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Terna’s first and most immediate impact on the environment is the physical presence of pylons and power stations on the landscape.

Some of the solutions adopted by Terna include: reaching agreement with local communities on new projects before implementation; mitigating visual impact through "green masking" initiatives, using suitable vegetation or pylons designed to integrate more effectively into the surrounding landscape.

Regarding those issues of equal concern for the environment as a whole - such as waste CO2 emissions, electromagnetic fields and climate change - Terna carries out regular checks and monitoring programs, as well as developing processes aimed at minimizing their scope and effects.

Just think, for example, that 87% of the waste produced by Terna (93% in 2016, 92% in 2015) is recovered and recycled and only a small proportion is sent to landfill.

Environmental management system
Terna’s activities in the environmental area are coordinated and guided by the Environmental Management System, through the 2007 UNI EN ISO 14001 certification and part of the Integrated Management System.
This certification covers all of Terna’s activities, both those regarding the existing structures and those of planning and producing new development investments in the electric transmission grid. Remaining in the environmental field, in 2015 Terna was obtained for the entire Terna Group the Energy Management System certification in accordance with the UNI CEI EN ISO/IEC 50001:2011 standard.
For details on all certifications and accreditations refer to the dedicated page.
Because of its sensibility to the environment, Terna has over the years launched projects aimed at safeguarding biodiversity, including through alternative uses of its power lines. In particular Terna signed specific cooperation agreements in collaboration with the principal environmental organizations (WWF, Legambiente, Greenpeace) designed to emphasize nature conservation in the planning activities and maintenance of the electricity grid.

With a responsible approach towards the important theme of climate change, Terna also monitors its greenhouse gas emissions, that is however reduced due to the nature of its business that does not include the production of electricity. Terna’s commitment to the environment is also reflected by the costs incurred for environmental reasons, both as operating expenses and investments. This separate presentation of environmental costs was drafted for the first time in 2009, following a project in which Terna’s general and industrial accounts were reinterpreted.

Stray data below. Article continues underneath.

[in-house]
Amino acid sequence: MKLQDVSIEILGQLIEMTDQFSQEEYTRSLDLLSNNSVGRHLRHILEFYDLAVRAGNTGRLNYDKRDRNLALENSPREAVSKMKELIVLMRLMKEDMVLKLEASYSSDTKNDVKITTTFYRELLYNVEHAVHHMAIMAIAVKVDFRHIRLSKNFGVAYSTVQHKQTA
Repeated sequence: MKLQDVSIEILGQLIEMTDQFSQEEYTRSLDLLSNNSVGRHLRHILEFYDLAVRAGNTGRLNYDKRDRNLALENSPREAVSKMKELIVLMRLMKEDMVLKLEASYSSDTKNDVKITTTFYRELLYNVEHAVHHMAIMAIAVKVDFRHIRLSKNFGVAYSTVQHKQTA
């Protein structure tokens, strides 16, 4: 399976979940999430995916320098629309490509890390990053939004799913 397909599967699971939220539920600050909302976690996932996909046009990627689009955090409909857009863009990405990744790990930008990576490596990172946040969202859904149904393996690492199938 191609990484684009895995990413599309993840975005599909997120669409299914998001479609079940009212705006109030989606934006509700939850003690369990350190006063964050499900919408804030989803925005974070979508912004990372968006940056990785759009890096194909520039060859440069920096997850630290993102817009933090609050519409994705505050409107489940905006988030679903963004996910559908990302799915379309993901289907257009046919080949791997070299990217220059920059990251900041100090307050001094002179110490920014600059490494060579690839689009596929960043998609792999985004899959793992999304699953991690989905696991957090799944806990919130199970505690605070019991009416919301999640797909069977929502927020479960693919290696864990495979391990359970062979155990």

Terna’s attention to the environment is reflected in the following features:

Planning and sustainable development of the electricity grid

Building new infrastructures is addressed by Terna with a precautionary approach that takes into consideration the environmental impact already from the stage of strategic planning. Attention to the environment and to the territory is implemented in cooperation with the local authorities (Regions, Provinces, Municipalities, Park authorities and others) aimed at identifying the best location of the new lines and in engagement with the citizens who live in the areas which are destined to be the sites of the main NTG development works.​​

The technical instrument used is the SEA - Strategic Environmental Assessment that Terna has been adopting - also for single projects - since 2001, way before the SEA became mandatory by law, for the ten year development plan of the electricity grid.

Management of existing lines

Plant maintenance is essential to guarantee service quality and continuity.
The main activities carried out in 2017 on electrical substations and lines are listed below.

Plant Monitoring and Inspection

26,000 periodical technical and surveillance checks on substations at different voltage levels.

Inspections with visual checks on around 85,500 km of circuits, approximately 40,500 km of which were carried out by helicopter (visual + infra-red), with a total average frequency of around 1.2 inspections per year for each power line.

Instrumental checks on 41,800 km, conducted both from the ground and using thermal imaging cameras to identify hot spots, DayCor UV cameras to pinpoint the corona effect on insulators and conductors and climbing pylons with LLW (Live-Line Working) techniques, as well as by helicopters using specific flights with infra-red detection (with Terna staff on board) and LIDAR surveying technology to ascertain interferences, with particular reference to those created by trees.

Ordinary Maintenance

Terna identifies the action to be taken on the basis of indications of deterioration coming from the integrated remote-management system, the online sensors and the results obtained from the plant monitoring process, using Maintenance and Business Intelligence (MBI), the expert system which optimises maintenance activities, active since 2005.

Tree Cutting

The correct operation of the lines requires continual monitoring of vegetation growth to prevent it getting too close to the energy conductors and causing possible short circuits and line interruption. In 2017, vegetation was cut along approximately 21,300 km of power lines.

Activity with Live-Line Working (LLW)

Approximately 1,600 monitoring checks and 600 line maintenance actions with live-line working were carried out. These actions, performed with the line in operation, increase the availability of the plants and contribute to improving service quality and continuity.
These actions, performed with the line in operation, increase the availability of the plants and contribute to improving service quality and continuity.

Extraordinary Maintenance

Renewal work (the replacement of components and entire systems) was carried out in 2017 in order to prolong the useful lives of power lines and substations. Work was carried out on over 1,000 km of lines.